Throughout the first half of 1988, at every level of the political process in the United States, the longstanding consensus governing policy towards Israel, the Palestinians and the Arab-Israeli conflict was in flux. The explosion of Palestinian resistance to Israeli occupation and Israeli repression generated sharp questions about American and Israeli policy in the major media, in polls of public opinion, even in the supposedly monolithic Jewish community.
At the same time, progressive politics in the United States underwent its own kind of awakening. For the first time in many years, a candidate of the left — and one explicitly supporting Palestinian self-determination — was able to make a serious run for the presidency. While Jesse Jackson did not win the Democratic nomination, his campaign energized and at least temporarily united a cross-section of progressive groups and individuals and wrested a share of power from the more moderate and conservative wings of the Democratic party. During the primaries, on a whole range of issues — economic displacement, corporate power, the minimum wage, drugs, military spending, South Africa — Jackson significantly shifted the terms of debate. Most importantly, he articulated a vision that appealed beyond race, embracing workers, farmers, women, youth, gays and others in a black-led movement for popular empowerment.
Jackson was able to come as far as he did because of a number of factors: his solid base enabled him to survive a fluid field of contenders, his superior organization achieved more with less resources, his skills at communicating were head and shoulders above the other candidates. The fact that no other contender had a significant civil rights record (unlike Walter Mondale in 1984) helped solidify his black base; the fact that the AFL-CIO avoided an early endorsement of any candidate allowed Jackson to cultivate significant support from many national and local unions. (One-quarter of his 1200 delegates to the Atlanta convention were from labor.) His efforts to reach out to distressed farmers were rewarded with a respectable nine percent showing in the Iowa caucuses and thus signaled early on the multiracial appeal of his populist message.
Although Jackson was able to more than triple his share of white votes from 650,000 in 1984 to 2.2 million in 1988, his support among Jews — traditionally the most liberal of white ethnic groups — lagged far behind. Jackson’s populist appeal, which peaked with his resounding success in the Michigan caucuses on March 26, was blunted a month later in New York by his problems with Jews. While his share of the overall white vote in the New York primary doubled to 15 percent, his share of the Jewish vote there only rose from 3 percent in 1984 to 7 percent in 1988.  Despite a growing sensitivity to Palestinian rights among American Jews, and the efforts of Jackson and some progressive Jewish leaders to mend relations, a wide gap remained.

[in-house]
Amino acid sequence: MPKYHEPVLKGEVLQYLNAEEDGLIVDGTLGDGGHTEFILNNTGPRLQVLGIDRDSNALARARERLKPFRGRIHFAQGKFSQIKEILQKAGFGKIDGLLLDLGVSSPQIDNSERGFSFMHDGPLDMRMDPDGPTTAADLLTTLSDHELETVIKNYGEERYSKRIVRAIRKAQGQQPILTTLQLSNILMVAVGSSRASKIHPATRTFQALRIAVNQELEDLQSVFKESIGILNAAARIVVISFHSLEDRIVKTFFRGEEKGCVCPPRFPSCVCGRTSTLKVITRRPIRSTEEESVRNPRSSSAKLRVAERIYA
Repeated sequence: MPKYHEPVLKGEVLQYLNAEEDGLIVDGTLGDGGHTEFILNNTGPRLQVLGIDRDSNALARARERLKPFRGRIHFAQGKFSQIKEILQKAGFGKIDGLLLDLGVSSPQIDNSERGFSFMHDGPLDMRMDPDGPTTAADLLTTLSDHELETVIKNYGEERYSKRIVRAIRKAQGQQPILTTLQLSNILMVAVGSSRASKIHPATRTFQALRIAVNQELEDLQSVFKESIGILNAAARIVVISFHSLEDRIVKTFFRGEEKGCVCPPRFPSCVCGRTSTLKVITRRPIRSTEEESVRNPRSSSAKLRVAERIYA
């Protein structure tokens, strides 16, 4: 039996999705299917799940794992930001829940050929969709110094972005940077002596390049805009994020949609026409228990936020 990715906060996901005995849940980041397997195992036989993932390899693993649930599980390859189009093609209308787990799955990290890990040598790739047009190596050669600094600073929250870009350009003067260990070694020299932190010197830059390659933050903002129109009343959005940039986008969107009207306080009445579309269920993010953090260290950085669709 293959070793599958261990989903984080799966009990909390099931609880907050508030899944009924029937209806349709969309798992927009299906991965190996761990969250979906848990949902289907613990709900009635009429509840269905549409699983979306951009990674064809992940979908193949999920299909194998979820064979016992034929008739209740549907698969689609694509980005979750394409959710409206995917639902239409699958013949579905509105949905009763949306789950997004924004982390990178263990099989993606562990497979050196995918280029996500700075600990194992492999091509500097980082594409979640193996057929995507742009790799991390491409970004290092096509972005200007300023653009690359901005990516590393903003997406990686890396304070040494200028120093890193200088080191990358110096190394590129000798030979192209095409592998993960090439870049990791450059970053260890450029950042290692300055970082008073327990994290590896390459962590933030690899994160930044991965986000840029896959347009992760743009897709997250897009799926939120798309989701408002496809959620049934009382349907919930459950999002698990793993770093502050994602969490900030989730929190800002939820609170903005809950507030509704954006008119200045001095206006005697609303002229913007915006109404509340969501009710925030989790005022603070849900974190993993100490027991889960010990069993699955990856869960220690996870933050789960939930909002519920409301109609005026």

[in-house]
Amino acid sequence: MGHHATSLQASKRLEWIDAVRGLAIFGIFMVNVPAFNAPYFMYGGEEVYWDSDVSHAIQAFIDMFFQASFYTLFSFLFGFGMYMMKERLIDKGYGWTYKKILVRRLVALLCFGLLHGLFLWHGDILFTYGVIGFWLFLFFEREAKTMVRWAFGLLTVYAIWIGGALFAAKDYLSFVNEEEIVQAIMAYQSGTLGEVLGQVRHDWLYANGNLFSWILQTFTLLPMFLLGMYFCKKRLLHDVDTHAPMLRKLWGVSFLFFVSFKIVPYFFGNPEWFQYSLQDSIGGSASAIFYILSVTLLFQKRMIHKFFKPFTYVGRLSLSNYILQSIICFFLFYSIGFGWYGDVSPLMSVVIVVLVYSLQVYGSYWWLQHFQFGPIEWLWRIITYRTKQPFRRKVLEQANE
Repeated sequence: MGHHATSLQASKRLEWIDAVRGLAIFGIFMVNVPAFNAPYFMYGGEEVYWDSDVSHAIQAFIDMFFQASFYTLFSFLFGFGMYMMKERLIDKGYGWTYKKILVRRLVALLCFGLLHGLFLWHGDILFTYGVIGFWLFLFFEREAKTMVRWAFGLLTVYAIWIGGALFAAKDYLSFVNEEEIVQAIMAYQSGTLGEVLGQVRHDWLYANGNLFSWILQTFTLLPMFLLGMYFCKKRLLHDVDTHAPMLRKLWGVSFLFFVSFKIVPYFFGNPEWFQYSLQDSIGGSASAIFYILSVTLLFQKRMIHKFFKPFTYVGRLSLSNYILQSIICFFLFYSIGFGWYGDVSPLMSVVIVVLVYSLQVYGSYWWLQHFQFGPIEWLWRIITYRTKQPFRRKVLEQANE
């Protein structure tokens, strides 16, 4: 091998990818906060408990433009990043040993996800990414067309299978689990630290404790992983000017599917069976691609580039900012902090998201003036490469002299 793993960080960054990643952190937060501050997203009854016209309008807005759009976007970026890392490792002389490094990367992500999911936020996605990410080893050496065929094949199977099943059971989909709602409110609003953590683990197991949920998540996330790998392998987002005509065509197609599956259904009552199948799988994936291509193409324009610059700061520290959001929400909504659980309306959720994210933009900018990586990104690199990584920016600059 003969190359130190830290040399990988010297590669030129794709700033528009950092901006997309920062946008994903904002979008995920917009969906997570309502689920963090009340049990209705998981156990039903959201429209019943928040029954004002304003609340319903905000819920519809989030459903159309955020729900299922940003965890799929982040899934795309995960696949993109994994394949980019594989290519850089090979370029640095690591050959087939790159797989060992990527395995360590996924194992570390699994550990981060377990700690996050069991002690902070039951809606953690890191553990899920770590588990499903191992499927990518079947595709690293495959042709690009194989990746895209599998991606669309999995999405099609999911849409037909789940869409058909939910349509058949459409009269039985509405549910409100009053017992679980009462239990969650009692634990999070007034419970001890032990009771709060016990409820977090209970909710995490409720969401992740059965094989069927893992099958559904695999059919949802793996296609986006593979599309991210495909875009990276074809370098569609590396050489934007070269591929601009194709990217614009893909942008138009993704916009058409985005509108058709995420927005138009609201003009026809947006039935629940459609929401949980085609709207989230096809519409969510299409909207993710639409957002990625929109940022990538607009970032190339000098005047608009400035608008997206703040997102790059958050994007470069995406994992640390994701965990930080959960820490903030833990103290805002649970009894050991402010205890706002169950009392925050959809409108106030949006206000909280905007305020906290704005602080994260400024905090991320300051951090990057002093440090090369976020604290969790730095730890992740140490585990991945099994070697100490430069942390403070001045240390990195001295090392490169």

It is doubtful that the gap could have been bridged. Shaped by persecution and discrimination, the American Jewish and black communities both lean toward liberal and left politics and share an abiding insecurity about their position in the American body politic. But the potential for Jewish-black political partnership is hindered by historic tensions. On one side, the trauma of the Holocaust and what is perceived as Israel’s precarious position has engendered a Jewish hypersensitivity to any criticism of Israel and to any slurs against Jews. Hence Jackson’s 1984 reference to New York City as “Hymietown,” and his one-time relationship with Louis Farrakhan — without mention of his support for Palestinian rights — make him anathema to many Jews. On the other side, blacks’ relations with Jews (as well as with other liberal whites) since the mid-1960s have been affected by perceptions of paternalism and then betrayal in the civil rights struggle, exploitation in the inner city and resentment of the Jews’ climb in social and economic status. The biased, hypocritical and ultimately racist treatment of Jackson by the media and the political establishment has offended blacks and made them resentful of predominantly Jewish calls for him to apologize again and again for Hymietown, renounce Farrakhan, and so on.